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About Carrickmacross

Ireland's Ancient East
Site of ancient monastery in Magheross, Carrickmacross, Monaghan

The Ancient Town

A 6th century settlement

The ancient town, Magheross, south of the river Proules, dates back to the 6th century. The ruin of the 16th century St. Finbarr's Church is the site of the ancient 6th century St. Finbarr's Monastery which was destroyed in 685AD. Tobar Inver (St. Finbarr's Well) nearby seems to have been a place of pilgrimage in prechristian times. The modern road from the well to Shantonagh is a unique feature in the region. It travels straight for a distance of 13km. This is believed to have been the path followed by pagan pilgrims who visited the well for celebrations and rituals. Christians would have maintained the customs associated with the well and the fact that a monastery was established beside it suggests that the well had indeed a regional significance. A settlement, Magheross, comprised of mud huts, grew up in the vicinity of the well and monastery..

Modern Carrickmacross, Monaghan

The Modern Town

Born out of political turmoil

Queen Elizabeth I of England granted the Barony of Farney to the First Earl of Essex, Walter Devereaux, in 1576. That decision set the scene for modern Carrickmacross. The inevitable turmoil lead to the 9 years war, 1594-1603, waged by the Ulster Gaelic Chieftains against the invaders. Gaelic Ulster lost the war, the Gaelic Earls left Ireland, and the Devereaux family eventually succeeded in gaining control of their estate. In 1630 the Third Earl built Essex Castle on high ground north of the river on a site now occuppied by the St. Louis Convent. He brought in English settlers and gave them plots of land stretching north from the Castle. The houses built by the settlers formed the main street of the fledgling town, much as it is today.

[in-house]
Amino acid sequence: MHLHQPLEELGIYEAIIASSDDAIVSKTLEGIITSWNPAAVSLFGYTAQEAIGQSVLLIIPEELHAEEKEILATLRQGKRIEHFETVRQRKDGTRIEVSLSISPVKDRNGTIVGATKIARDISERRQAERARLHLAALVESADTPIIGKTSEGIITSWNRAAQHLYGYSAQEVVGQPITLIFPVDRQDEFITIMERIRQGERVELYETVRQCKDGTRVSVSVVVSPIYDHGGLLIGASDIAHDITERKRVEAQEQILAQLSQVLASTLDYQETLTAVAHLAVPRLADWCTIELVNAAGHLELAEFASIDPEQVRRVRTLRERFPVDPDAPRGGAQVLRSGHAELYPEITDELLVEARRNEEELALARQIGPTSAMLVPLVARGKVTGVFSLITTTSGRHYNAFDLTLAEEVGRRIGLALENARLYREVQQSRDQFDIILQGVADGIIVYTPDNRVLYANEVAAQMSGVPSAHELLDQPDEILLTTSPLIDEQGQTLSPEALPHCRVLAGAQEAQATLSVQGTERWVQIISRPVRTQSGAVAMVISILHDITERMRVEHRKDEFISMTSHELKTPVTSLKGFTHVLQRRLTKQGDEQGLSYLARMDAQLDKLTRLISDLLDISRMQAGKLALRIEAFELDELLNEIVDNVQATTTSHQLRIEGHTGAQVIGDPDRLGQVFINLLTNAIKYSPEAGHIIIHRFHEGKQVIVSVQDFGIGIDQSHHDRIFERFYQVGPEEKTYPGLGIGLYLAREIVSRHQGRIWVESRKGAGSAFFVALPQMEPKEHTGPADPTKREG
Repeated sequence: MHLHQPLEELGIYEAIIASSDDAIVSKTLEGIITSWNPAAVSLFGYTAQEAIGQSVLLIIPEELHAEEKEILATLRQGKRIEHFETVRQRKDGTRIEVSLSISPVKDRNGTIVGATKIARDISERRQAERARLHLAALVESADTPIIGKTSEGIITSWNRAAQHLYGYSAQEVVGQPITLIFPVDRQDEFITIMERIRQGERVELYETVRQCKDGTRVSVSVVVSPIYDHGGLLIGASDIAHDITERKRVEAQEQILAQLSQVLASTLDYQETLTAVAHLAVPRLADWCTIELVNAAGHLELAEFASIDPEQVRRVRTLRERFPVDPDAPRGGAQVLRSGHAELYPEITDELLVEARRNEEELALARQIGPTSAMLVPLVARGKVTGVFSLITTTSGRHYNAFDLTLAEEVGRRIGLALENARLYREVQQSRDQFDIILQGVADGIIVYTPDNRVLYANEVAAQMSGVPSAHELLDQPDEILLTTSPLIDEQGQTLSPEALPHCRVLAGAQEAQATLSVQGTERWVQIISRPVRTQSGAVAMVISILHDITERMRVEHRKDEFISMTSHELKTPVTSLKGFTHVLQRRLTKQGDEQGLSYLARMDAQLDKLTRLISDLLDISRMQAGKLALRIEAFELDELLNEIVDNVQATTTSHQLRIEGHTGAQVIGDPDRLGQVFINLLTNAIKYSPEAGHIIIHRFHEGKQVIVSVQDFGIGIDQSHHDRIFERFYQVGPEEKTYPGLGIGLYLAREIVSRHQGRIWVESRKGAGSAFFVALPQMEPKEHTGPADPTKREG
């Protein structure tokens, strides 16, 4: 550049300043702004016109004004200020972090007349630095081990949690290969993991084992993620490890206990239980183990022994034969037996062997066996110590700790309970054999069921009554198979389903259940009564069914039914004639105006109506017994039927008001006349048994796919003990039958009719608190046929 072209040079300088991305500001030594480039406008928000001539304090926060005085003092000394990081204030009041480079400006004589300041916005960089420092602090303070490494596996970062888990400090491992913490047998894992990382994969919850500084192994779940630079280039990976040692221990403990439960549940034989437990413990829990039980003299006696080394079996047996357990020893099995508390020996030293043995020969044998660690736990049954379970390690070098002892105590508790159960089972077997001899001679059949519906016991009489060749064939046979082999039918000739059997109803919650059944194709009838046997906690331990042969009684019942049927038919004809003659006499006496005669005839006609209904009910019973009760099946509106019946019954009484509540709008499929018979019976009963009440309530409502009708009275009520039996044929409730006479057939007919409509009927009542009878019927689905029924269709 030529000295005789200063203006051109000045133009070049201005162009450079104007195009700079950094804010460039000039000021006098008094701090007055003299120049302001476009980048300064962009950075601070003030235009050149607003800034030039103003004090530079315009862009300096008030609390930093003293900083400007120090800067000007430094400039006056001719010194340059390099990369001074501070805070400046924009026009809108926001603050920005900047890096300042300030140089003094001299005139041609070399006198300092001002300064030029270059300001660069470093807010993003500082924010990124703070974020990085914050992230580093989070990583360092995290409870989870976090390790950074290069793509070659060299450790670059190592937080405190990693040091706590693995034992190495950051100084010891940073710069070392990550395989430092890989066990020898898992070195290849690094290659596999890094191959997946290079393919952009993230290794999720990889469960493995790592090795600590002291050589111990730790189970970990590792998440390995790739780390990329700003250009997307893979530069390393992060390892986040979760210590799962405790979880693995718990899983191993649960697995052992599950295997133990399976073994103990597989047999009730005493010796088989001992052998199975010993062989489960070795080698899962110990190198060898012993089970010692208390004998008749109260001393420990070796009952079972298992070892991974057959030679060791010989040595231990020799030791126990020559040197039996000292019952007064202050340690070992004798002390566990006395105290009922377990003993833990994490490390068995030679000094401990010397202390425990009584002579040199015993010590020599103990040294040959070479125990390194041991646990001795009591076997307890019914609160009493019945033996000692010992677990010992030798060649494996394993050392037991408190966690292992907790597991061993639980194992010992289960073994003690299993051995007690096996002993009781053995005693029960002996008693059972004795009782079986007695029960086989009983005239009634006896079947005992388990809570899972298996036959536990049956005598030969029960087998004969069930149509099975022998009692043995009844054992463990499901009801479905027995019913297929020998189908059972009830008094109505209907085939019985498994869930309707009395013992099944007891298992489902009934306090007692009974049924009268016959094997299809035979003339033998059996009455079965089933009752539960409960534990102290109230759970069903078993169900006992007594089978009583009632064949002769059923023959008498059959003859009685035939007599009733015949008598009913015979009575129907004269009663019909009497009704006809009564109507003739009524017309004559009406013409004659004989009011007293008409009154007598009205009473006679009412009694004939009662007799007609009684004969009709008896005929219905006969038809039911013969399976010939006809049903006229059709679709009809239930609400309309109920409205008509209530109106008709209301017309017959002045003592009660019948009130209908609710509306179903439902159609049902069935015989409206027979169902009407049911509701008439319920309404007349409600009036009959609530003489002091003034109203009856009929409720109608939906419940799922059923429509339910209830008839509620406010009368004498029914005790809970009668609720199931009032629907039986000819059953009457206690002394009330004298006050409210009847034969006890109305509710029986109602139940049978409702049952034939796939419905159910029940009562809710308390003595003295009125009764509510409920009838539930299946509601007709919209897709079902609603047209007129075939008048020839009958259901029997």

Carrickmacross Lace, Patrick Kavanagh, the Workhouse, Market Square

Iconic symbols of Carrickmacross

Carrickmacross Lace, a beautiful handmade lace, is world-famous. It has been incorporated into the wedding dress of every English Princess for hundreds of years, most recently at the wedding of Kate Middleton and Prince William.
Patrick Kavanagh, was born in Inniskeen near Carrickmacross. He is recognised as one of Ireland's finest poets. His father was a cobbler with a small farm. Patrick, who left school at age fourteen, preferred to work the small farm. He wrote: ‘A man (I am thinking of myself) innocently dabbles in words and rhymes and finds that it is his life’. He left the farm and headed off to Dublin to ply his poetry.
The Workhouse, with the mass graves behind, is a reminder of the horrors of the Great Famine in Carrickmacross.
The Market Square is a symbol of trade and commerce. The town had a strategic location on the main route from central Leinster into Ulster. Carrickmacross was always an important regional centre and today it is a bustling modern town with 5,000 inhabitants in south Ulster.

Tobar Inver, St. Finbarr's Well, Carrickmacross, Monaghan

of Carrickmacross 

Picture above shows the site of Tobar Inver

The road from Tobar Inver, Carrickmacross, goes straight as the crow flies for 13km to Shantonagh. It is a unique feature in the region. There is evidence that this was an Ancient Pilgrims' Way.

St. Peter's unique Tin Church, Laragh Village, is a worldclass site.
The Land of Lakes and Drumlins:
This is the land of lakes and drumlins ... and limestone rock. Rivers, hidden underground in limestone caves, emerge and dissappear again; underground lakes (turloughs) emerge overground each winter.

Geologists have discovered that the limestone rock was formed 30 million years ago under a shallow subtropical sea off the coast of west Africa.

The topography of the area, the lakes and drumlin hills, was formed, much as it is today, as the ice floes melted at the end of the Ice Age 11,000 years ago.